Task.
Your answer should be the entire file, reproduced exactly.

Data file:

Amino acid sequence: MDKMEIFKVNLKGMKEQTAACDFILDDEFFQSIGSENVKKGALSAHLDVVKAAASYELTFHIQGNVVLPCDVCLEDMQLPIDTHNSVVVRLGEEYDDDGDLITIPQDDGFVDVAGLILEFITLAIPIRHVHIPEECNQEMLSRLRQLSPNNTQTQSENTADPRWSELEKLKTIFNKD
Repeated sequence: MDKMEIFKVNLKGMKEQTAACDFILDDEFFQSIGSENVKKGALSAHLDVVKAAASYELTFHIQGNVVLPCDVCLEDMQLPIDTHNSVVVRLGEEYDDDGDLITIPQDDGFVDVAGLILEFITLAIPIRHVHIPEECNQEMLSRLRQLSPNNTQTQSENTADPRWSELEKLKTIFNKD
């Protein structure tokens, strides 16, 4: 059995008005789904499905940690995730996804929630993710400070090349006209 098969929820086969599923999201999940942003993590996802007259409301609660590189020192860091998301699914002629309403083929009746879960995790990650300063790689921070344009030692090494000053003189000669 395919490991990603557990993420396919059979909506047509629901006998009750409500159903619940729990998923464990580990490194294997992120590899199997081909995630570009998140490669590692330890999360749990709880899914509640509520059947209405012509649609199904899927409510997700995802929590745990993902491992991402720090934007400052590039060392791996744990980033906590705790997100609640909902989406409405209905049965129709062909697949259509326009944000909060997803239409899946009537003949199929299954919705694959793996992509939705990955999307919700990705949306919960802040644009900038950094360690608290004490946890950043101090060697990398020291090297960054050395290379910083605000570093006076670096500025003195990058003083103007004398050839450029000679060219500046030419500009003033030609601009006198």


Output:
Amino acid sequence: MDKMEIFKVNLKGMKEQTAACDFILDDEFFQSIGSENVKKGALSAHLDVVKAAASYELTFHIQGNVVLPCDVCLEDMQLPIDTHNSVVVRLGEEYDDDGDLITIPQDDGFVDVAGLILEFITLAIPIRHVHIPEECNQEMLSRLRQLSPNNTQTQSENTADPRWSELEKLKTIFNKD
Repeated sequence: MDKMEIFKVNLKGMKEQTAACDFILDDEFFQSIGSENVKKGALSAHLDVVKAAASYELTFHIQGNVVLPCDVCLEDMQLPIDTHNSVVVRLGEEYDDDGDLITIPQDDGFVDVAGLILEFITLAIPIRHVHIPEECNQEMLSRLRQLSPNNTQTQSENTADPRWSELEKLKTIFNKD
């Protein structure tokens, strides 16, 4: 059995008005789904499905940690995730996804929630993710400070090349006209 098969929820086969599923999201999940942003993590996802007259409301609660590189020192860091998301699914002629309403083929009746879960995790990650300063790689921070344009030692090494000053003189000669 395919490991990603557990993420396919059979909506047509629901006998009750409500159903619940729990998923464990580990490194294997992120590899199997081909995630570009998140490669590692330890999360749990709880899914509640509520059947209405012509649609199904899927409510997700995802929590745990993902491992991402720090934007400052590039060392791996744990980033906590705790997100609640909902989406409405209905049965129709062909697949259509326009944000909060997803239409899946009537003949199929299954919705694959793996992509939705990955999307919700990705949306919960802040644009900038950094360690608290004490946890950043101090060697990398020291090297960054050395290379910083605000570093006076670096500025003195990058003083103007004398050839450029000679060219500046030419500009003033030609601009006198």